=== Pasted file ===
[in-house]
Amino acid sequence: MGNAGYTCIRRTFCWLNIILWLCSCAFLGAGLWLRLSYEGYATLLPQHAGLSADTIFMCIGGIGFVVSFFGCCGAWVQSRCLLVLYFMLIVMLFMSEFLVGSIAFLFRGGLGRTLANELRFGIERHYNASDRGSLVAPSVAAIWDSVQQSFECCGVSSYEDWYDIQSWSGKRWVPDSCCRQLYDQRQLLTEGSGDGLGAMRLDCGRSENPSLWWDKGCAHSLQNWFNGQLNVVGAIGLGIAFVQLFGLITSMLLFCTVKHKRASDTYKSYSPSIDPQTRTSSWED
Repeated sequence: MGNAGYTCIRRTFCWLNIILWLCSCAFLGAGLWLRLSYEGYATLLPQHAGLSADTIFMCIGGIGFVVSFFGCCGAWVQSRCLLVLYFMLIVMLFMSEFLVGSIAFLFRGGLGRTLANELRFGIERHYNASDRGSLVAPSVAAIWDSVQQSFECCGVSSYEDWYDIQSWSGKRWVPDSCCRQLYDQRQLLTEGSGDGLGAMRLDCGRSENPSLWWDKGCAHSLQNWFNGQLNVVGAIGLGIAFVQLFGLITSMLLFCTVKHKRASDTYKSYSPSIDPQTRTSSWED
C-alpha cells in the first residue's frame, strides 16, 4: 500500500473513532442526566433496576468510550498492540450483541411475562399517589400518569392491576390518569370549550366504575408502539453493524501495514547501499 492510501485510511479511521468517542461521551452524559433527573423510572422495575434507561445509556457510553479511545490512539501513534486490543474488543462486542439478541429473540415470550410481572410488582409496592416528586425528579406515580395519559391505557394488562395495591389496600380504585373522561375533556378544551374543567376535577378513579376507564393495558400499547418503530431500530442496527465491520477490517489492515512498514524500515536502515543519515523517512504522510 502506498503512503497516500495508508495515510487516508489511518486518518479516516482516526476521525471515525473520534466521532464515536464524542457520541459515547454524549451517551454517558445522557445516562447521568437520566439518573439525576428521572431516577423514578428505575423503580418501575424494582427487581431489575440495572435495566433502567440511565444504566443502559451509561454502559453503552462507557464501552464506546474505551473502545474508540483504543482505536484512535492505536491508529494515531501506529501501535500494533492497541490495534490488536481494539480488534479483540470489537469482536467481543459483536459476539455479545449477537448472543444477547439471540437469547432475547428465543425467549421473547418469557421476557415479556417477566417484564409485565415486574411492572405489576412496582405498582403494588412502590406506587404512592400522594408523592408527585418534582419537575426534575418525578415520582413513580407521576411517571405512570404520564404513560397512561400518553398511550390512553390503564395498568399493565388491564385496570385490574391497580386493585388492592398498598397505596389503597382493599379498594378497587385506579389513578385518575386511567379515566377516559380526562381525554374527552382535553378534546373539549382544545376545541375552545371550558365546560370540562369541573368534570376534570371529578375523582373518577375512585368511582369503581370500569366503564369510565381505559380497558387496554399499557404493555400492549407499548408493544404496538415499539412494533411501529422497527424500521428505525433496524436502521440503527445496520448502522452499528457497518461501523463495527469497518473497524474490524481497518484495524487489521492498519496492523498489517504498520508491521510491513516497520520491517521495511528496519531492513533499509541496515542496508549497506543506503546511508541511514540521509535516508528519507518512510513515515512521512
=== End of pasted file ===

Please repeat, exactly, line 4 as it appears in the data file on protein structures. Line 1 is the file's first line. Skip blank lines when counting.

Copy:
C-alpha cells in the first residue's frame, strides 16, 4: 500500500473513532442526566433496576468510550498492540450483541411475562399517589400518569392491576390518569370549550366504575408502539453493524501495514547501499 492510501485510511479511521468517542461521551452524559433527573423510572422495575434507561445509556457510553479511545490512539501513534486490543474488543462486542439478541429473540415470550410481572410488582409496592416528586425528579406515580395519559391505557394488562395495591389496600380504585373522561375533556378544551374543567376535577378513579376507564393495558400499547418503530431500530442496527465491520477490517489492515512498514524500515536502515543519515523517512504522510 502506498503512503497516500495508508495515510487516508489511518486518518479516516482516526476521525471515525473520534466521532464515536464524542457520541459515547454524549451517551454517558445522557445516562447521568437520566439518573439525576428521572431516577423514578428505575423503580418501575424494582427487581431489575440495572435495566433502567440511565444504566443502559451509561454502559453503552462507557464501552464506546474505551473502545474508540483504543482505536484512535492505536491508529494515531501506529501501535500494533492497541490495534490488536481494539480488534479483540470489537469482536467481543459483536459476539455479545449477537448472543444477547439471540437469547432475547428465543425467549421473547418469557421476557415479556417477566417484564409485565415486574411492572405489576412496582405498582403494588412502590406506587404512592400522594408523592408527585418534582419537575426534575418525578415520582413513580407521576411517571405512570404520564404513560397512561400518553398511550390512553390503564395498568399493565388491564385496570385490574391497580386493585388492592398498598397505596389503597382493599379498594378497587385506579389513578385518575386511567379515566377516559380526562381525554374527552382535553378534546373539549382544545376545541375552545371550558365546560370540562369541573368534570376534570371529578375523582373518577375512585368511582369503581370500569366503564369510565381505559380497558387496554399499557404493555400492549407499548408493544404496538415499539412494533411501529422497527424500521428505525433496524436502521440503527445496520448502522452499528457497518461501523463495527469497518473497524474490524481497518484495524487489521492498519496492523498489517504498520508491521510491513516497520520491517521495511528496519531492513533499509541496515542496508549497506543506503546511508541511514540521509535516508528519507518512510513515515512521512